In October 2009, the FDA issued a Complete Response Letter in which it indicated that Transcept had submitted substantial evidence of effectiveness for the use of Intermezzo in its intended indication and that the data submitted did not indicate significant next-day residual effects at 4 hours. However, the FDA requested additional data on next-day effects, with particular reference to driving ability, and a demonstration that inadvertent patient dosing errors could be adequately minimized.
Transcept plans to resubmit the NDA for Intermezzo in the first quarter of 2011, and anticipates a 6-month review by the FDA. In the revised NDA, Transcept plans to address FDA concerns raised in the Complete Response Letter by submitting a revised unit dose package, new patient tools to reinforce the importance of proper dosing, new epidemiology findings that quantify the current off-label use of 7- to 8-hour hypnotics in the middle of the night, and the results of the highway driving study.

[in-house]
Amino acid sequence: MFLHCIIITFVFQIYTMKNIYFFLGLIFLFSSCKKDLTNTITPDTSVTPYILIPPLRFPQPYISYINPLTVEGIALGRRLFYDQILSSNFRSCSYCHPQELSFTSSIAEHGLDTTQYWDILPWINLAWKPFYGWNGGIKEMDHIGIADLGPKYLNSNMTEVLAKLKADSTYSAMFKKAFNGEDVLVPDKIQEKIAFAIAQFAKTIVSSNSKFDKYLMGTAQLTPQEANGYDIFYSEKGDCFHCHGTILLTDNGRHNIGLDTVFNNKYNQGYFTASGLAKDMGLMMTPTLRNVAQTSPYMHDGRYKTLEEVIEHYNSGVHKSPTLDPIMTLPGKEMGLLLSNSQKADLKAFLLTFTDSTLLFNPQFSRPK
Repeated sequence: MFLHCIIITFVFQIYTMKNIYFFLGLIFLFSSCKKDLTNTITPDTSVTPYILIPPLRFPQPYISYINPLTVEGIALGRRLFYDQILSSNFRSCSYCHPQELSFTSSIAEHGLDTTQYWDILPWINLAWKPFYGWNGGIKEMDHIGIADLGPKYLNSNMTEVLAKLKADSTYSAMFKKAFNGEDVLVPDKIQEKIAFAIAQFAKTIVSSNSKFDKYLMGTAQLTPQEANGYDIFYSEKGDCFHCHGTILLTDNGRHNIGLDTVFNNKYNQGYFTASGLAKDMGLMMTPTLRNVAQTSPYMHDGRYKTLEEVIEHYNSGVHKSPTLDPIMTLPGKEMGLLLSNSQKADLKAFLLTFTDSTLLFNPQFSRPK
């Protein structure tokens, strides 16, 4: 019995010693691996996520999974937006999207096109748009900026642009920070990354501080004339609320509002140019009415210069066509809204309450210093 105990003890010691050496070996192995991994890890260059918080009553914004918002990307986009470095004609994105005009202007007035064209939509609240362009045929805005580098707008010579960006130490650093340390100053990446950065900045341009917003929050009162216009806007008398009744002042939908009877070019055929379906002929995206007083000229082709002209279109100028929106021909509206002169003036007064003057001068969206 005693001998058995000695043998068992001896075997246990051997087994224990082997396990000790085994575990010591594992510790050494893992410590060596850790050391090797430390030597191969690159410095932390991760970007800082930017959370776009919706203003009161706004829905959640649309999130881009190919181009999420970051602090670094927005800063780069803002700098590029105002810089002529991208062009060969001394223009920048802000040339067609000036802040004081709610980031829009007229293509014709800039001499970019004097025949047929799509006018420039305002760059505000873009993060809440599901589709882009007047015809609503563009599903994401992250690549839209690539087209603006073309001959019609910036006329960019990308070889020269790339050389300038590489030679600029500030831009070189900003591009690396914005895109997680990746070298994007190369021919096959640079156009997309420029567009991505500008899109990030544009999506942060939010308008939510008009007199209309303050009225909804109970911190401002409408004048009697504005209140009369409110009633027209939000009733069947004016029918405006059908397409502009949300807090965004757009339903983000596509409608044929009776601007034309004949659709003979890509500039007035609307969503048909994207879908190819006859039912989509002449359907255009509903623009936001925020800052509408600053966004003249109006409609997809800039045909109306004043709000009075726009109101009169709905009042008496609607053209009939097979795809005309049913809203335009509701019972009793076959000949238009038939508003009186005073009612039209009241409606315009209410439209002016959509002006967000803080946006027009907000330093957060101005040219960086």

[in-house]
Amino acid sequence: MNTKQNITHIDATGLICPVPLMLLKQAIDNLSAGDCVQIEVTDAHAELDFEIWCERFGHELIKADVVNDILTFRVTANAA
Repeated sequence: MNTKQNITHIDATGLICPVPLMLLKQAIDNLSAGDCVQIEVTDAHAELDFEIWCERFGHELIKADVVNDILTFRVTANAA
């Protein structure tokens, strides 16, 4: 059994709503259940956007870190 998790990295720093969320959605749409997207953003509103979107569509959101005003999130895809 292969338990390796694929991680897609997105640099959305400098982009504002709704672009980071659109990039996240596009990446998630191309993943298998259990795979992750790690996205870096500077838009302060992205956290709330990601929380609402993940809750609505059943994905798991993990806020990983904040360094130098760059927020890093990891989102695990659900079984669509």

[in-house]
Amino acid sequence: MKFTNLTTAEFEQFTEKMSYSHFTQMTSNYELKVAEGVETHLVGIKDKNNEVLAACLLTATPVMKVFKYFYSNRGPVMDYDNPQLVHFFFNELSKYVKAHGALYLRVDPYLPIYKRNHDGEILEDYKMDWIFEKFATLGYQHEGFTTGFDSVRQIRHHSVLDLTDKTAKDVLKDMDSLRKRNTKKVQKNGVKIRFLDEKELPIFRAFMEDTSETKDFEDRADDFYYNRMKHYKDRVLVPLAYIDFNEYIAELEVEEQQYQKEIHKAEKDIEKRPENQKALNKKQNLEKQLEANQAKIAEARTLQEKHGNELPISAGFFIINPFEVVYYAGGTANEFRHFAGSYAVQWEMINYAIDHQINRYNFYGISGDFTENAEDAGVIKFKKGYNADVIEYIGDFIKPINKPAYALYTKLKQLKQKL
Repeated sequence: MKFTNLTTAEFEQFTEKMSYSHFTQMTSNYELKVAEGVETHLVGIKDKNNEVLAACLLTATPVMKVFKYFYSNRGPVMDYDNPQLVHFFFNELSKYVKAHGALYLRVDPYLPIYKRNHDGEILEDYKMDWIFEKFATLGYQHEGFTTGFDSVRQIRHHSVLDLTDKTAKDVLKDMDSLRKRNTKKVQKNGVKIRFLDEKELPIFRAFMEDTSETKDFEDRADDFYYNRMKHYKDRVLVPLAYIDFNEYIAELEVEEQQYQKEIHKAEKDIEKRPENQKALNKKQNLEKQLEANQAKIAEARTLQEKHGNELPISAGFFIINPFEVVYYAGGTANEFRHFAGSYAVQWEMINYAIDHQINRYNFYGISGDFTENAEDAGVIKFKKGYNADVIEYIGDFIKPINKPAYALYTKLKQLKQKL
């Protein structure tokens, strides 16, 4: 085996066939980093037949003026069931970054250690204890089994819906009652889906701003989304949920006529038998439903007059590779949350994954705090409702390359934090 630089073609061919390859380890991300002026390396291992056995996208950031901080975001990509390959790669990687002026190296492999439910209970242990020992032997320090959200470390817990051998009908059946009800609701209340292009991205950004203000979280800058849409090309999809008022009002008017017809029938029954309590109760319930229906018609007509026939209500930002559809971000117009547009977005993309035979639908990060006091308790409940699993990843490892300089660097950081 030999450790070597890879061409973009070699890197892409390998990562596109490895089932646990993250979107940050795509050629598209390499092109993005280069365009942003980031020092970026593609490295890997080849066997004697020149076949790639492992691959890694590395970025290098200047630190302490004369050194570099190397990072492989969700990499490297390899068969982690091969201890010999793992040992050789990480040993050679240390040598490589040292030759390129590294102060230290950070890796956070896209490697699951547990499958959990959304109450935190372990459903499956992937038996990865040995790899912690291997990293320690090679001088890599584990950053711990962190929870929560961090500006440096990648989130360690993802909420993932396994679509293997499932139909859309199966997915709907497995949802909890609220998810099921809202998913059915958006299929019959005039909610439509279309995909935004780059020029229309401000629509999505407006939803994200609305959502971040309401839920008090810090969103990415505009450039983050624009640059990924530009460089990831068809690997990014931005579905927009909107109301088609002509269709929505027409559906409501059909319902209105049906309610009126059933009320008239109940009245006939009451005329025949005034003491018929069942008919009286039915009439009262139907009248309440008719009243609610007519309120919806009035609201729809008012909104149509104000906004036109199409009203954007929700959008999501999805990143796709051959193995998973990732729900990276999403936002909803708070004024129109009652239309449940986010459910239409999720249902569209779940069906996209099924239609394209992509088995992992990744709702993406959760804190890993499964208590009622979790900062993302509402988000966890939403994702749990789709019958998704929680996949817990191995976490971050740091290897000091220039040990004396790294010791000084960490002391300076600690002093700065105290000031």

“This study represents a robust approach to characterizing the effect of a sleep aid candidate on next morning driving ability, and serves as a model for the future testing of medication driving safety,” said Thomas Roth, PhD, director, Sleep Disorders and Research Center, Henry Ford Hospital. “Findings from the highway driving study provide good evidence to support the view that Intermezzo shows no significantly increased risk of driving impairment when taken with at least 4 hours remaining in bed. Intermezzo has the potential to be an important treatment for those insomnia patients whose only current option to treat a middle of the night awakening is to take a 7- to 8-hour sleep aid at bedtime in anticipation of an awakening that may not occur."